I "sacked" a client - What now?

Sacked Client "needs to have a conversation with me to quickly confirm a few things"

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Having chased a small one man band company for information needed to complete his company accounts for the year ended 30th September 2020 in March, having already requested the necessary in November last year and then in February 2021, I received the following my email from him.

Please watch your tone!

It was your choice to do my accounts early, the information you have requested is not needed for a few months. However, I will try to get it sent to you when I have time.

Do you think I enjoy you chasing me when I’m busy, it’s a nuisance 

I’ve always been fair with you, I am just extremely busy at the moment - so doing my expenses are low on my priority list

I will get them sent to you as soon as I can 

In reply, I pointed out that he had not once paid me on time [5 invoices over 9 years], chased the information again, and issued my invoice.

He sent the necessary, and I finalised the accounts and made the necessary submissions to HMRC and Companies House with his approval. He paid my invoice and I then emailed that I wished to cease acting as accountant for his company with immediate effect and would no longer be responsible for making any further company returns [VAT, PAYE, Companies House, Corporation Tax].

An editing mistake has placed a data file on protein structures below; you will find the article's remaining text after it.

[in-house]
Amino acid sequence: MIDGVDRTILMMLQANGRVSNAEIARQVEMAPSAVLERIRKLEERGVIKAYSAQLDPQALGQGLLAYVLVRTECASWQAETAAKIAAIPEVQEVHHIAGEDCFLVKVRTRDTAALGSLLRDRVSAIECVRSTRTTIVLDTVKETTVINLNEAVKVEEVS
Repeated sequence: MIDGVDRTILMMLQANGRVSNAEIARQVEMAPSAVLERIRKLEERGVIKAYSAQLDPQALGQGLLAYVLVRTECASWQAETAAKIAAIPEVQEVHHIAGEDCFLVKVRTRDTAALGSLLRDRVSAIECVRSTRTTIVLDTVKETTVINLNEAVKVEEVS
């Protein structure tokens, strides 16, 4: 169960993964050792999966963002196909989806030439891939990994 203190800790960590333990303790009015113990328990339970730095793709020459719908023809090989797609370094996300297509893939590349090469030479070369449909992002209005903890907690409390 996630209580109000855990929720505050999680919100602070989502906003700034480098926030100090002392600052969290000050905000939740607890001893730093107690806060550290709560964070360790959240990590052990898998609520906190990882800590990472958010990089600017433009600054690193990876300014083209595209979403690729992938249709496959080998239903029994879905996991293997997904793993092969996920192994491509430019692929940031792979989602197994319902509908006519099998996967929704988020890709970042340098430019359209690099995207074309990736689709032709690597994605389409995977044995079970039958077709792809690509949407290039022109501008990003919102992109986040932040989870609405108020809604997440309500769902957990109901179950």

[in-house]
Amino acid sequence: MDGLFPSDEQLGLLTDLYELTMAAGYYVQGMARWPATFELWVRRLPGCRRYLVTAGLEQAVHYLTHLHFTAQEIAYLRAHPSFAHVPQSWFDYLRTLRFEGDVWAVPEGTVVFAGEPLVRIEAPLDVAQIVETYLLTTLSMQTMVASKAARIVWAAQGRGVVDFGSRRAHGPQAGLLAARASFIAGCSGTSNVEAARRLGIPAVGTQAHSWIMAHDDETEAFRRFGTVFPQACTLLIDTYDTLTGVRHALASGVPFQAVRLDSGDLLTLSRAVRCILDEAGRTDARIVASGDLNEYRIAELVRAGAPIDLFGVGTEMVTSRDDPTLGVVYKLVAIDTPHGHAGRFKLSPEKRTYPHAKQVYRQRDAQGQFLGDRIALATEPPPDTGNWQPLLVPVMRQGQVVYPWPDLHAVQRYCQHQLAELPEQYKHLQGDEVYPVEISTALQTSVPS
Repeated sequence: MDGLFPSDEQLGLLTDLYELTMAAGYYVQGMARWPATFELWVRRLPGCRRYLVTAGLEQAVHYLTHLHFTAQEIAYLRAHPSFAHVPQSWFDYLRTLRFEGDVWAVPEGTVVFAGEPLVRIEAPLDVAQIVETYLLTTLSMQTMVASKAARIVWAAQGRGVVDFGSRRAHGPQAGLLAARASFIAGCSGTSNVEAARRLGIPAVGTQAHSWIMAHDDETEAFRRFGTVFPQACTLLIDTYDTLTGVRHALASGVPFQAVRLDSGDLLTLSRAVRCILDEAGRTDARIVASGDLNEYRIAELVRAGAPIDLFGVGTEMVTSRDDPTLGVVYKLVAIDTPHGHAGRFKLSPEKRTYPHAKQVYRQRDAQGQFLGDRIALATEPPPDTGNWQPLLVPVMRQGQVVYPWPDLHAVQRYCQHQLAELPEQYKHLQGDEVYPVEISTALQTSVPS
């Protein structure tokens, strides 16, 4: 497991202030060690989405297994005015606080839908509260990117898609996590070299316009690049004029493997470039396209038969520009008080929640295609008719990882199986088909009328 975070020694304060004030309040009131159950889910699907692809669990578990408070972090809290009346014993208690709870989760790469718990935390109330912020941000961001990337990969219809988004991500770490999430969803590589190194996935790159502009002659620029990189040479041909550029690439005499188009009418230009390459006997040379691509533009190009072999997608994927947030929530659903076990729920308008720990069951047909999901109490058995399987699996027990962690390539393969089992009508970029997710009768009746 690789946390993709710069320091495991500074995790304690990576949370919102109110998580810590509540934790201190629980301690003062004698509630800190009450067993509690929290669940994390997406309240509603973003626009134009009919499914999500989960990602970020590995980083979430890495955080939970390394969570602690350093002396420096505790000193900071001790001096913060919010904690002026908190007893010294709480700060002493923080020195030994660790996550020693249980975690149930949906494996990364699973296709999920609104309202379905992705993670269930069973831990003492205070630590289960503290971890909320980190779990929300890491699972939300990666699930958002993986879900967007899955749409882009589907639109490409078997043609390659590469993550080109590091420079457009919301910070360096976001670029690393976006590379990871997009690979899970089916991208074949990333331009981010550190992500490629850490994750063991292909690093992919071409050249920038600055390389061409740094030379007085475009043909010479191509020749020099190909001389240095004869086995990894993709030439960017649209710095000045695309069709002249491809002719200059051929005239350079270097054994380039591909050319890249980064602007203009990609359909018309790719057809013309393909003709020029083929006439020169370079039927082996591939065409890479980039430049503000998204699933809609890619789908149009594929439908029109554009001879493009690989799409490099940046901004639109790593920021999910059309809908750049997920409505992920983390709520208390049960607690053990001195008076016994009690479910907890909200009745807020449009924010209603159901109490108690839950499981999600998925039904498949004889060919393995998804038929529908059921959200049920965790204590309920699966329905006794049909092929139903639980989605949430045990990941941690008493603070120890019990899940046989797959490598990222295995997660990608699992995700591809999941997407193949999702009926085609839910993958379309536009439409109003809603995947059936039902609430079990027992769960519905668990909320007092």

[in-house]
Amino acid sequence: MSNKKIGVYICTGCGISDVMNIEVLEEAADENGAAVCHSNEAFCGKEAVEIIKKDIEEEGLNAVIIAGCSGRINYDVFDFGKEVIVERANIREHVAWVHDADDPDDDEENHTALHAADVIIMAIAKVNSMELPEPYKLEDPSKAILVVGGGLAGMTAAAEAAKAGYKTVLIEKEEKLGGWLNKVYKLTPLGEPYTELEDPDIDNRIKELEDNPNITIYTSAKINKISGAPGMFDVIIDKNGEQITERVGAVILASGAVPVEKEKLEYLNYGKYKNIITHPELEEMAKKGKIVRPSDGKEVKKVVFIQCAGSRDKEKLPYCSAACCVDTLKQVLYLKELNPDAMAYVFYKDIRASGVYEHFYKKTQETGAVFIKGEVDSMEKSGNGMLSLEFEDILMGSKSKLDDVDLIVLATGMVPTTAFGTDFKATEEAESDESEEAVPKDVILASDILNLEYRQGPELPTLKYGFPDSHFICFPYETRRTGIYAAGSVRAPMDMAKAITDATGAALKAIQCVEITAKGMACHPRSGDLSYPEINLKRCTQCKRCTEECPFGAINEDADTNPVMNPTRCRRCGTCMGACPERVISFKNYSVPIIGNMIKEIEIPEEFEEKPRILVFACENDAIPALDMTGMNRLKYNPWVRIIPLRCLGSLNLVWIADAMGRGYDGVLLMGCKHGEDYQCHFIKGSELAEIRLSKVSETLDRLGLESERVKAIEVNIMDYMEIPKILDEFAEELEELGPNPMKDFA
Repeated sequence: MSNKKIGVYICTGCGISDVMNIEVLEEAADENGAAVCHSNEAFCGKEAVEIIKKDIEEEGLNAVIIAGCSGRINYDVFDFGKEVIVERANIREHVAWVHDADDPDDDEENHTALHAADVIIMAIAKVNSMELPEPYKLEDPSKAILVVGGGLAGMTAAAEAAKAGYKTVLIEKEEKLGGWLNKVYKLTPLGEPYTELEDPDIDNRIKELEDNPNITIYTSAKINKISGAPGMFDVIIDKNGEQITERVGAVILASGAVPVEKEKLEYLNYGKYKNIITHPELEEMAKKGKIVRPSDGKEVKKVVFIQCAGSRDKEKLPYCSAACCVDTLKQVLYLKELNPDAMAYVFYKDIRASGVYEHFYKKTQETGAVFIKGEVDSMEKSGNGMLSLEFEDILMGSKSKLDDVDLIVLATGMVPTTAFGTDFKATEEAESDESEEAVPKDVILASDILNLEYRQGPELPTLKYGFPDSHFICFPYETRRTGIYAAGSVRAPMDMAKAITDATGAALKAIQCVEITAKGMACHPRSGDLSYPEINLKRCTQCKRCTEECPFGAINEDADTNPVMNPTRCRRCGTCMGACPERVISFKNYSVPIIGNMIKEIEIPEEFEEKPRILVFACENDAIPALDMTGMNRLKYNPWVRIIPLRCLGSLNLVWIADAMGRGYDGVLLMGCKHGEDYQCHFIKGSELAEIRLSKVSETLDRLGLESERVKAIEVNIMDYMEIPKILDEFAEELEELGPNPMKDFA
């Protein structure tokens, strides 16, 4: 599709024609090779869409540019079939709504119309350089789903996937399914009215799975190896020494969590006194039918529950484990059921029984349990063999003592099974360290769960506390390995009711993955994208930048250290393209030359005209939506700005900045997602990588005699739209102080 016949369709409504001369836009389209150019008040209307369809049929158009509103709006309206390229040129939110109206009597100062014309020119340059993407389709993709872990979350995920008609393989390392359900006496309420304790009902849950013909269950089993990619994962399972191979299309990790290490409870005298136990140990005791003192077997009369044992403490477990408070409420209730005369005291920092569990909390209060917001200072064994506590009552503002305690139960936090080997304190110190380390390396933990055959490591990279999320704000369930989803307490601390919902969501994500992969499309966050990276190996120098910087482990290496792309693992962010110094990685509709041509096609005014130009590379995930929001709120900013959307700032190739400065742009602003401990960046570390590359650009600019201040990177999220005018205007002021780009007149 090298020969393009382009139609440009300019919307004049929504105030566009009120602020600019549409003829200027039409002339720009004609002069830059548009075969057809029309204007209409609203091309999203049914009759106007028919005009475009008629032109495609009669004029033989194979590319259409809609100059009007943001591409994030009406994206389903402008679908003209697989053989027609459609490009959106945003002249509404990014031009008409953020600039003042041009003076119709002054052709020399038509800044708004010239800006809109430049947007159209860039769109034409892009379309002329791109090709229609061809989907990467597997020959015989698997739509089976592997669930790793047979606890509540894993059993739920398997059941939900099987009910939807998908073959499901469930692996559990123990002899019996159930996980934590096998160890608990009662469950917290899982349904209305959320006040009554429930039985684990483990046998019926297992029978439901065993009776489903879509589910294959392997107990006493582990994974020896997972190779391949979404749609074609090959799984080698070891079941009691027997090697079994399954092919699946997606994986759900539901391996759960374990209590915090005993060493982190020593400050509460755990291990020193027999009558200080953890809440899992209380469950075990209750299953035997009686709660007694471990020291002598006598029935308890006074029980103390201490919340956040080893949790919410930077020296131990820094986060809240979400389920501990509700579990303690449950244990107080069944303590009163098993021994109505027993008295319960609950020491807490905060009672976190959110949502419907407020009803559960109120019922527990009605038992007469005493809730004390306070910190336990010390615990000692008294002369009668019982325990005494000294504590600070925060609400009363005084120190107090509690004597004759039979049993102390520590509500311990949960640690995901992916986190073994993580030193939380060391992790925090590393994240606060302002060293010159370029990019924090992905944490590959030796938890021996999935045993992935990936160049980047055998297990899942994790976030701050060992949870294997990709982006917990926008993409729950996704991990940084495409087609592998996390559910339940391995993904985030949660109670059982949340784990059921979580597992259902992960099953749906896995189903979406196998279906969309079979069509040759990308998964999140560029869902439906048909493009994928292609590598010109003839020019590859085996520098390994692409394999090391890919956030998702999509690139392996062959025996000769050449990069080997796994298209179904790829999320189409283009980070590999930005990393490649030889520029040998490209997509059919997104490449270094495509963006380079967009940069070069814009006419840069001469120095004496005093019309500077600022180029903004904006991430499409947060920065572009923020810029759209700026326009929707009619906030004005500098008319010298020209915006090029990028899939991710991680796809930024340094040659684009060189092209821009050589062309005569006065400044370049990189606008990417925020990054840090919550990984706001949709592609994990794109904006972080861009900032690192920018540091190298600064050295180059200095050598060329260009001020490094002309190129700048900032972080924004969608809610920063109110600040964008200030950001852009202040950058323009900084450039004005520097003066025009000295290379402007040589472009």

He wrote today requesting a conversation "to quickly confirm a few things", but I really do not want to speak to him again. Am I entitled to ignore him?

Anyone had a similar situation?

Replies (51)

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By David Gordon FCCA
12th Apr 2021 14:08

Dear HazelAccounts
Gently but firmly, "I think he deserves" does not cut it.
It is not a matter of deserve.
It bothers me, as an ancient barnacled practitioner, that you do not appear to know that the information passed without fee charges, to the successor agent is set by ICAEW or ACCA rules and or precedent.
As regards the registered office, we provide this as a paid-for service. It is a real service. How much junk advertising do you field for clients through this service?
No-pay? No service!
At the end of the day if the professional relationship between the practitioner and the client is broken, for whatever reason, there is no such thing as a half-divorce.

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